Oil price rallied near $40 per barrel on Sunday evening, as a virtual meeting between Organisation and Petroleum Exporting Countries (OPEC) and its allies have been postponed till Thursday, amid mounting tensions between Saudi Arabia and Russia.
The global oil price crash is setting up a bleak second quarter for many nations including countries like Nigeria whose economies are heavily dependent on oil receipts. Nigeria is particularly vulnerable.
To solve this problem, OPEC and allies led by Russia, a group known as OPEC+, are scheduled to meet on Thursday to discuss a possible new global crude supply cut to end a price war between Saudi Arabia and Russia which has prompted U.S. President Donald Trump to intervene.
The OPEC+ meeting was initially due to take place on Monday, but was postponed to April 9 “to allow for more time to reach out to all producers including OPEC+ and others”, a Saudi source confirmed to Reuters.
Over the weekend, there seemed to be some momentum on negotiations, OPEC was rumoured to be exploring a scenario in which Saudi cuts by 3 mbpd, Russia cuts by 1.5 mbpd, non-Saudi Gulf States cut by 1.5 mbpd, and the U.S., Canada and Brazil cut by nearly 2 mbpd. While Norway has also said it would consider cutting production in any coordinated global effort.
The Saudi source said that Riyadh wants to avoid a repeat of the outcome of a March meeting where oil talks collapsed due to Russia’s refusal to cut output.
The Thursday virtual meeting would include oil-producing countries from outside the OPEC+ alliance. Mexico, United States, Canada, Norway and the United Kingdom, who are non-members, could likely be invited for the meeting.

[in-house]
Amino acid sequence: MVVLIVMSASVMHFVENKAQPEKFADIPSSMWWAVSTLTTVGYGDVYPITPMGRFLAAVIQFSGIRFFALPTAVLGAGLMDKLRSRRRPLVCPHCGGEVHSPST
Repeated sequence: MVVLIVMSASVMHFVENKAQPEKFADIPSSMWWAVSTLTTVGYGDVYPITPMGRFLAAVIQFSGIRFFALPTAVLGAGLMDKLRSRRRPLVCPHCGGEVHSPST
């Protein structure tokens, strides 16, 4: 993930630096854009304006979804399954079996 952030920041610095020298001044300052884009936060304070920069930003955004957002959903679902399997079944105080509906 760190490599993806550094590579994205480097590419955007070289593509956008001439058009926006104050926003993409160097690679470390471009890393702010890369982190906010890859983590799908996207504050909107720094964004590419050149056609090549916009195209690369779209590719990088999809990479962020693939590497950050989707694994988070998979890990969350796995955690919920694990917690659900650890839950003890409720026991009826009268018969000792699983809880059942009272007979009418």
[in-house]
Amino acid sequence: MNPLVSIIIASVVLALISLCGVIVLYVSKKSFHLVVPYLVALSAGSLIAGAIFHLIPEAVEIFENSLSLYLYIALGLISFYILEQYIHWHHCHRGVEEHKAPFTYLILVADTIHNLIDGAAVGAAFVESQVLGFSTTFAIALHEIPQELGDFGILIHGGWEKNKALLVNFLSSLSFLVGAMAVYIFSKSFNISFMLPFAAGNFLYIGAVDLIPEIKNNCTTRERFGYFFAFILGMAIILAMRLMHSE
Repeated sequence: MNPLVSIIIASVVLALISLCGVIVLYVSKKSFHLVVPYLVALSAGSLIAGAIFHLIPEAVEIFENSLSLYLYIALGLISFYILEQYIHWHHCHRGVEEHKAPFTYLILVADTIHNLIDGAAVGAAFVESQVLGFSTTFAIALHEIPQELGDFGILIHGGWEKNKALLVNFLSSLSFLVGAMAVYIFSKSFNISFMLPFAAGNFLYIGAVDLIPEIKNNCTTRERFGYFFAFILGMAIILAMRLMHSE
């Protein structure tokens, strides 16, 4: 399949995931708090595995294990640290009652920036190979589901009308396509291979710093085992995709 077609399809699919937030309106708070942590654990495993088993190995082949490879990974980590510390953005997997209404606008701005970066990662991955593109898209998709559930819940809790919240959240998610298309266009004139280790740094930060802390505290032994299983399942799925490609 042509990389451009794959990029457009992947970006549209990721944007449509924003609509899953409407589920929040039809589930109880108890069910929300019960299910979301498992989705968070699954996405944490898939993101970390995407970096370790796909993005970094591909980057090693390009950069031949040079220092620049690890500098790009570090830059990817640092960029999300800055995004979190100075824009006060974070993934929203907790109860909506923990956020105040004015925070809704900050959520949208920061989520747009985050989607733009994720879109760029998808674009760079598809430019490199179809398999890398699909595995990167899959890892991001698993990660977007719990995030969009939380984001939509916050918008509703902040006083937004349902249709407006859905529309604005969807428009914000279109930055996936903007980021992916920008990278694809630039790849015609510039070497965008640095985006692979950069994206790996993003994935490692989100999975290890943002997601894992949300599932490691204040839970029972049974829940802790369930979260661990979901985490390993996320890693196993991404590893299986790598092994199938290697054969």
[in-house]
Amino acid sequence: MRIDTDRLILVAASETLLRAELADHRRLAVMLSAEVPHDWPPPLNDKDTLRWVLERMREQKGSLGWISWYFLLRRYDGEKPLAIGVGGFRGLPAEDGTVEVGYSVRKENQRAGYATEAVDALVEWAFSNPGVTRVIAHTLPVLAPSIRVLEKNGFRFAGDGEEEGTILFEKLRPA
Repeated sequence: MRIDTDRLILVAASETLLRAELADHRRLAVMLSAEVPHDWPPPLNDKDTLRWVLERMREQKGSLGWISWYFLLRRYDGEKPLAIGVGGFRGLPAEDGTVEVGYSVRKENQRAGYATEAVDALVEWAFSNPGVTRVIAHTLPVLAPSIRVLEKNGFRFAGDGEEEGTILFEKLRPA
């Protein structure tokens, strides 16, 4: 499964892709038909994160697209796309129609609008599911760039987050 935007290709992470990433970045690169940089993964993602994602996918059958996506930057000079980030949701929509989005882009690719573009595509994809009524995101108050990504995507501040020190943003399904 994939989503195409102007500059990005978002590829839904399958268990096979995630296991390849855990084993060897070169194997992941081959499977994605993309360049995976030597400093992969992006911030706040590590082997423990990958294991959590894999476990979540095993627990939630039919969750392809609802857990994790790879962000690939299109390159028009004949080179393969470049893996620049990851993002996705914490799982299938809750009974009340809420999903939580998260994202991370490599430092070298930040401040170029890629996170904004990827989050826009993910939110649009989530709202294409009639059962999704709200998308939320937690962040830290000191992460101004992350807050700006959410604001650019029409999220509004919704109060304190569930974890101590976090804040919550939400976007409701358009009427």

On Sunday, Saudi Aramco announced it will delay the release of its crude official selling prices (OSP) for May until April 10 to wait for the outcome of the proposed meeting OPEC and its allies regarding possible output cuts.
“That’s the most important thing on the supply side; they need to reduce the supply because the demand side is falling. Otherwise, the gap between supply and demand is so big,” Ang Kok Heng, chief investment officer at Phillip Capital Management, said in a note.
“Even if China wants to buy more oil to build its reserves, they would need to store and oil storage is full,” Ang said. He sees Russia being the obstacle to a potential ceasefire as Saudi appeared ready to reduce production.
Brent crude jumped 4.17 percent to $36.11 per barrel on Friday, while US West Texas Intermediate gained 0.43 percent to $26.47 per barrel.
Plans for the surprise meeting renewed optimism that a truce may be in the offing after an intense price war between the Saudi-led group and Russia sent crude prices tumbling last month, hurting all exporters already reeling from an imminent sharp drop in demand as the global economy is set to shrink this year.
Russian President Vladimir Putin’s on Friday blamed the collapse in oil prices on Saudi Arabia pulling out of the more than 3-year-old OPEC plus deal, along with its increase in production and agreements for discounts, all of which exacerbated the blow from the coronavirus.
Saudi Arabia lashed back. In a statement Saturday, Saudi Foreign Minister Prince Faisal bin Farhan reportedly said Russian President Vladimir Putin’s comments were “devoid of truth.”
Saudi Arabia energy minister Prince Abdulaziz bin Salman also issued a statement Saturday saying comments from Russia’s energy minister Alexander Novak “were categorically false and contrary to fact.”
The statement said the Saudi minister “expressed his surprise at the attempts to bring Saudi Arabia into hostilities against the shale oil industry.” The minister noted that Saudi Arabia was a major investor in the U.S. oil sector.
President Trump recently met with US oil executives when he emphasized that he remained hopeful that the Saudis and Russians will reach a compromise to end the crude oil price war although US oil industry is divided on whether it could or should contribute to production cuts to stabilize prices.
The American Petroleum Industry opposes cuts, saying such a move would harm the U.S. industry.
OPEC has invited the Texas commission to participate in its June meeting, and Ryan Sitton, one of the three members of the Texas Railroad Commission, said that the state would consider participating in such a deal.
Brent had fallen over 50 percent since January with the coronavirus-driven lockdowns in China, Europe and the United States leading to fallen oil demand.